Feb 19 2015
Bioengineers at The University of Texas at Dallas have created a novel gene-delivery system that shuttles a gene into a cell, but only for a temporary stay, providing a potential new gene-therapy strategy for treating disease.
The approach offers distinct advantages over other types of gene therapies currently under investigation, said Richard Taplin Moore MS'11, a doctoral student in bioengineering at UT Dallas. He is lead author of a study describing the new technique in the Jan. 30 issue of the journal Nucleic Acids Research.
"In other gene therapy approaches, the therapeutic genetic messages being delivered can persist for a long time in the patient, potentially lasting for the patient's entire lifetime," Moore said. "This irreversibility is one reason gene therapies are so difficult to get approved."
The UT Dallas study describes proof-of-concept experiments in which a gene carrying instructions for making a particular protein is ordered to self-destruct once the cell has "read" the instructions and made a certain quantity of the protein. In their experiments with isolated human kidney cells, the research team successfully delivered -- and then destroyed -- a test gene that makes a red fluorescent protein.
More research is needed to determine whether and how well the system might work in living organisms; but Moore said the ultimate goal is to refine the method to deliver genes that produce therapeutic proteins or drugs. The nature of the gene delivery system offers more control over how much protein the gene produces in cells or tissues. Because it does not alter the cell permanently, the method also sidesteps potential health problems that can occur if a gene is delivered to the wrong place in a cell's genome.
"Our goal was to create a delivery system for therapeutic genes that would self-destruct, giving us more control over the delivered DNA by limiting the time it resides in cells," Moore said.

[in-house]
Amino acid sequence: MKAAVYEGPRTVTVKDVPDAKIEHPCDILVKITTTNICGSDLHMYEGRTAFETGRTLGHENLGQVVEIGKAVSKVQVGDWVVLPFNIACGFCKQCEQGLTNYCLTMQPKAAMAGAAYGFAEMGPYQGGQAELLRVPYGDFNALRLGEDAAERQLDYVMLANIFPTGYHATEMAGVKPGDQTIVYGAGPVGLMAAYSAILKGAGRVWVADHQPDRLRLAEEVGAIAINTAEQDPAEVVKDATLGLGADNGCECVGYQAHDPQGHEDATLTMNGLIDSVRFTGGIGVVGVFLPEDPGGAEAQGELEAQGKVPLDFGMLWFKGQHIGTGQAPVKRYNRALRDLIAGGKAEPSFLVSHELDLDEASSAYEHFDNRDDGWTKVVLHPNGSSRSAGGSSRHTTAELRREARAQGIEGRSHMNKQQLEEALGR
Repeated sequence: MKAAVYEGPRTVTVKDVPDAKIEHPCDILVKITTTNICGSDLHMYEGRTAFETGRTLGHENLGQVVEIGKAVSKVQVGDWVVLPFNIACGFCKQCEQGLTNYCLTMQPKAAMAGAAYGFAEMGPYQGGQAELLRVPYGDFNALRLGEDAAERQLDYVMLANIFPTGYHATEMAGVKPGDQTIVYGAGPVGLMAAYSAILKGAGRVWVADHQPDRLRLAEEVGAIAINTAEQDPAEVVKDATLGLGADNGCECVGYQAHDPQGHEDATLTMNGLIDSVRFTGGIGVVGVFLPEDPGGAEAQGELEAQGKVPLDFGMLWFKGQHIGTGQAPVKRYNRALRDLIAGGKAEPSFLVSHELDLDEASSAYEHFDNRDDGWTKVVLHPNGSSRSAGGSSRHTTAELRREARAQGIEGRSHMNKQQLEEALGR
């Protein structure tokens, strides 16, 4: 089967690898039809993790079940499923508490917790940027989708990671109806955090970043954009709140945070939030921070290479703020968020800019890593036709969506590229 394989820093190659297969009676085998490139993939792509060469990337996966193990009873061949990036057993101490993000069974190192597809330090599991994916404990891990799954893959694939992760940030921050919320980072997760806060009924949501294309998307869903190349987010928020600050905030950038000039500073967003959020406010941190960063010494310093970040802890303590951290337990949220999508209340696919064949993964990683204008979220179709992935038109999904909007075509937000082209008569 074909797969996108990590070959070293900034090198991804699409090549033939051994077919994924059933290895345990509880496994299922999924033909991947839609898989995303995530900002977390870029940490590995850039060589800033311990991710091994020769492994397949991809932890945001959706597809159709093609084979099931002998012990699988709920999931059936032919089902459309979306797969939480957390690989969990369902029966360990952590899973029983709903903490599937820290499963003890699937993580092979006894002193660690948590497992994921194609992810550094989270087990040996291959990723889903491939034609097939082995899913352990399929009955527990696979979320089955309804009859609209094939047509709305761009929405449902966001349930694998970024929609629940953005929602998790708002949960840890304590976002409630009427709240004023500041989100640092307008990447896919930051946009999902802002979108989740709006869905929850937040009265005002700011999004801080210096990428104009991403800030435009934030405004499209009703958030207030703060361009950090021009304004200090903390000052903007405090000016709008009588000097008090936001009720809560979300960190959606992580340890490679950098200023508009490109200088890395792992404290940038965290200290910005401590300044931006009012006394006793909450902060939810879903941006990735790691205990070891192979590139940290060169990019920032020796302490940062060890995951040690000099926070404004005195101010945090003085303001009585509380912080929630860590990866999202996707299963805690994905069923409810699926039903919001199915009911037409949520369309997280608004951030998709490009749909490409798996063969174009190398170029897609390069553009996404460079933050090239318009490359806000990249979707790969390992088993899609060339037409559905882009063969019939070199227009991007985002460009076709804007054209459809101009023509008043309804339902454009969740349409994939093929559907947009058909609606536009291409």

Located in the nucleus of each human cell, genes are made of DNA and contain instructions for making proteins. Machinery inside each cell "reads" the instructions and builds those proteins, which then carry out various functions needed to sustain life. Defective or mutated genes can result in malfunctioning or missing proteins, leading to disease.
Gene therapy aims to replace defective genes with healthy versions. Typically the good genes are packaged with a delivery mechanism called a vector, which transports the genetic material inside cells. With traditional approaches, once in the cell, the gene permanently integrates itself into the cell's DNA.
Although promising, this type of gene therapy also has risks. If a therapeutic gene is inserted in the wrong place in the cell's DNA, such as too close to a cancer-related gene, the process could activate additional disease-causing genes, resulting in lifelong health problems for the patient. While many gene therapy clinical trials are currently under way worldwide, to date the Food and Drug Administration has not approved for sale any human gene therapy product in the U.S.
The UT Dallas researchers approached the problem from the ground up, using synthetic biology. They combined genes from a cow, a sea anemone, bacteria and a virus that infects insects, and arranged the genes in a delivery vector. Each gene has a specific function in its native organism, but the new configuration allowed those functions to be put to new uses.
For example, one of the bacterial genes in the vector contains instructions for making a protein called Cas9, which can chop up and destroy other genes. In bacteria, Cas9 helps fight invading organisms; but in the synthetic vector, it was engineered to serve as a self-destruct mechanism, targeting the vector itself.
"When we first began, we referred to this project as Mission Impossible, both to reflect the initial difficulty in achieving our goal and to reflect the fate of messages in the Mission Impossible TV and movie franchise, where instructions to a team of secret agents promptly self-destruct after being read or heard," said Dr. Leonidas Bleris, assistant professor of bioengineering at UT Dallas and senior author of the study.
"In our experiments, the cell's machinery 'reads' the instructions in the vector, and from this makes the fluorescent protein, as well as the protein that destroys the vector itself."
Bleris said the technique not only shows promise for delivering genes that produce therapeutic proteins, but also for protecting intellectual property.
"With this method, pharmaceutical companies might be able to deliver a therapeutic vector and then chop it up. It cannot then be recovered by someone else who might want to reverse engineer it," Bleris said.
Moore credits a group of UT Dallas undergraduates for playing a key role in the success of the project: Alec Spinhirne, Michael Lai and Samantha Preisser are all co-authors of the study. The remaining co-authors are Dr. Yi Li, a postdoctoral researcher, and research assistant Taek Kang.
"I like to work with undergraduates in the lab who are a lot smarter than me," Moore said. "They helped with computer simulations and mathematical modeling, and with cloning and data analysis. They're very motivated, and their attitudes are positive -- it's contagious."
University of Texas at Dallas